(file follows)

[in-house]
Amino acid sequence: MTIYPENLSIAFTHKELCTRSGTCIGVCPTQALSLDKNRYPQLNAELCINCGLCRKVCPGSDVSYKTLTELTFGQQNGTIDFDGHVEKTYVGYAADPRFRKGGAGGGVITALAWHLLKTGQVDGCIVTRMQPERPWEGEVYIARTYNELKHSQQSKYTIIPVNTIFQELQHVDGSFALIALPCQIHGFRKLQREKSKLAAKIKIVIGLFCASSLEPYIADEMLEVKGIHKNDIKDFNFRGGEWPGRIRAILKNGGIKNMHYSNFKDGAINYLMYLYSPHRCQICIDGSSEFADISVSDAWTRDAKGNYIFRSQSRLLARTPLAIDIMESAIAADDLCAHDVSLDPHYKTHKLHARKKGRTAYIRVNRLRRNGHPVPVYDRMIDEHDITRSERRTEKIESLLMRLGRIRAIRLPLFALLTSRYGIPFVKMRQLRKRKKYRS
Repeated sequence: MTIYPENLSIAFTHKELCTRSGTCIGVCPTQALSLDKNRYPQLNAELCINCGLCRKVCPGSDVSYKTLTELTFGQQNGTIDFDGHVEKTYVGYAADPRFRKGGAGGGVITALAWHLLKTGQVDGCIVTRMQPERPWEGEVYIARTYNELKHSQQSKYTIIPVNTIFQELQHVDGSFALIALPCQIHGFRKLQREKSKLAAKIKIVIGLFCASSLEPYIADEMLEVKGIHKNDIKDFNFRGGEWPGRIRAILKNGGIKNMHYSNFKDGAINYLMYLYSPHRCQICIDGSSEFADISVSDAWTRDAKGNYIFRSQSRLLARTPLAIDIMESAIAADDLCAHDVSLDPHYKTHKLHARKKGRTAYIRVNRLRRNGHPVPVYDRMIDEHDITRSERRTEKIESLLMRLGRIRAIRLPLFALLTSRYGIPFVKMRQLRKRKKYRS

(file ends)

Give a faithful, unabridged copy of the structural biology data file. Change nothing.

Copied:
[in-house]
Amino acid sequence: MTIYPENLSIAFTHKELCTRSGTCIGVCPTQALSLDKNRYPQLNAELCINCGLCRKVCPGSDVSYKTLTELTFGQQNGTIDFDGHVEKTYVGYAADPRFRKGGAGGGVITALAWHLLKTGQVDGCIVTRMQPERPWEGEVYIARTYNELKHSQQSKYTIIPVNTIFQELQHVDGSFALIALPCQIHGFRKLQREKSKLAAKIKIVIGLFCASSLEPYIADEMLEVKGIHKNDIKDFNFRGGEWPGRIRAILKNGGIKNMHYSNFKDGAINYLMYLYSPHRCQICIDGSSEFADISVSDAWTRDAKGNYIFRSQSRLLARTPLAIDIMESAIAADDLCAHDVSLDPHYKTHKLHARKKGRTAYIRVNRLRRNGHPVPVYDRMIDEHDITRSERRTEKIESLLMRLGRIRAIRLPLFALLTSRYGIPFVKMRQLRKRKKYRS
Repeated sequence: MTIYPENLSIAFTHKELCTRSGTCIGVCPTQALSLDKNRYPQLNAELCINCGLCRKVCPGSDVSYKTLTELTFGQQNGTIDFDGHVEKTYVGYAADPRFRKGGAGGGVITALAWHLLKTGQVDGCIVTRMQPERPWEGEVYIARTYNELKHSQQSKYTIIPVNTIFQELQHVDGSFALIALPCQIHGFRKLQREKSKLAAKIKIVIGLFCASSLEPYIADEMLEVKGIHKNDIKDFNFRGGEWPGRIRAILKNGGIKNMHYSNFKDGAINYLMYLYSPHRCQICIDGSSEFADISVSDAWTRDAKGNYIFRSQSRLLARTPLAIDIMESAIAADDLCAHDVSLDPHYKTHKLHARKKGRTAYIRVNRLRRNGHPVPVYDRMIDEHDITRSERRTEKIESLLMRLGRIRAIRLPLFALLTSRYGIPFVKMRQLRKRKKYRS